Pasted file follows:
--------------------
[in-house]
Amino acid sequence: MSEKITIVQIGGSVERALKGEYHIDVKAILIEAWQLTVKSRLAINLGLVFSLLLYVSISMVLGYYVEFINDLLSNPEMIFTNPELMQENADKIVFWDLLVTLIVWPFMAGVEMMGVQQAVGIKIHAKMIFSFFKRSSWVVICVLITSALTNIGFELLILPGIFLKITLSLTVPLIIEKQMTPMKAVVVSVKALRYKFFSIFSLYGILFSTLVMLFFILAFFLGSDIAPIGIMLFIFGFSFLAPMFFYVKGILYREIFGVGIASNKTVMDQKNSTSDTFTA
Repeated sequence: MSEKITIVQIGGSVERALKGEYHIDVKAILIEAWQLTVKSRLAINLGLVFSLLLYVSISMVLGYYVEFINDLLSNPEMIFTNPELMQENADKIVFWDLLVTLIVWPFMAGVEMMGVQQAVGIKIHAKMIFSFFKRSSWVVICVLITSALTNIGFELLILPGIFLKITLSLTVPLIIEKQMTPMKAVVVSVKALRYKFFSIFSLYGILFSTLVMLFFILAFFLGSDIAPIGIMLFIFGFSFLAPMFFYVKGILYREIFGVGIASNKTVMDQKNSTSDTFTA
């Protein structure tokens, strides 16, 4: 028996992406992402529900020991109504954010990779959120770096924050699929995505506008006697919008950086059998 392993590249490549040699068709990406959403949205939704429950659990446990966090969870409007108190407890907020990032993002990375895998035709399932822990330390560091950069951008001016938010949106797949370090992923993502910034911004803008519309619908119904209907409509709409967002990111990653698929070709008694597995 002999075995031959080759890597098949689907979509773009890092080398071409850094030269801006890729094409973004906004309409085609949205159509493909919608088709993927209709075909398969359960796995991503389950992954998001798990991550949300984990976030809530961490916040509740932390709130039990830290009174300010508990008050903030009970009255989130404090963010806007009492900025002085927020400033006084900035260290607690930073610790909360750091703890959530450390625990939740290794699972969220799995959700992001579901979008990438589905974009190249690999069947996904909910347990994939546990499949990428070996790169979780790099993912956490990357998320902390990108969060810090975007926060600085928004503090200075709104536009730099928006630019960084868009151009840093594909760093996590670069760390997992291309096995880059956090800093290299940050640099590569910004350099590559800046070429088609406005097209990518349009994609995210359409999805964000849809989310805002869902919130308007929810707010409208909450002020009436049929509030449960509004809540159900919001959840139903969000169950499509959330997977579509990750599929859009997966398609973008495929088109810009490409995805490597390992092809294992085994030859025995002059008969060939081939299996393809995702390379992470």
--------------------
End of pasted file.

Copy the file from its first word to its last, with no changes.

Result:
[in-house]
Amino acid sequence: MSEKITIVQIGGSVERALKGEYHIDVKAILIEAWQLTVKSRLAINLGLVFSLLLYVSISMVLGYYVEFINDLLSNPEMIFTNPELMQENADKIVFWDLLVTLIVWPFMAGVEMMGVQQAVGIKIHAKMIFSFFKRSSWVVICVLITSALTNIGFELLILPGIFLKITLSLTVPLIIEKQMTPMKAVVVSVKALRYKFFSIFSLYGILFSTLVMLFFILAFFLGSDIAPIGIMLFIFGFSFLAPMFFYVKGILYREIFGVGIASNKTVMDQKNSTSDTFTA
Repeated sequence: MSEKITIVQIGGSVERALKGEYHIDVKAILIEAWQLTVKSRLAINLGLVFSLLLYVSISMVLGYYVEFINDLLSNPEMIFTNPELMQENADKIVFWDLLVTLIVWPFMAGVEMMGVQQAVGIKIHAKMIFSFFKRSSWVVICVLITSALTNIGFELLILPGIFLKITLSLTVPLIIEKQMTPMKAVVVSVKALRYKFFSIFSLYGILFSTLVMLFFILAFFLGSDIAPIGIMLFIFGFSFLAPMFFYVKGILYREIFGVGIASNKTVMDQKNSTSDTFTA
């Protein structure tokens, strides 16, 4: 028996992406992402529900020991109504954010990779959120770096924050699929995505506008006697919008950086059998 392993590249490549040699068709990406959403949205939704429950659990446990966090969870409007108190407890907020990032993002990375895998035709399932822990330390560091950069951008001016938010949106797949370090992923993502910034911004803008519309619908119904209907409509709409967002990111990653698929070709008694597995 002999075995031959080759890597098949689907979509773009890092080398071409850094030269801006890729094409973004906004309409085609949205159509493909919608088709993927209709075909398969359960796995991503389950992954998001798990991550949300984990976030809530961490916040509740932390709130039990830290009174300010508990008050903030009970009255989130404090963010806007009492900025002085927020400033006084900035260290607690930073610790909360750091703890959530450390625990939740290794699972969220799995959700992001579901979008990438589905974009190249690999069947996904909910347990994939546990499949990428070996790169979780790099993912956490990357998320902390990108969060810090975007926060600085928004503090200075709104536009730099928006630019960084868009151009840093594909760093996590670069760390997992291309096995880059956090800093290299940050640099590569910004350099590559800046070429088609406005097209990518349009994609995210359409999805964000849809989310805002869902919130308007929810707010409208909450002020009436049929509030449960509004809540159900919001959840139903969000169950499509959330997977579509990750599929859009997966398609973008495929088109810009490409995805490597390992092809294992085994030859025995002059008969060939081939299996393809995702390379992470």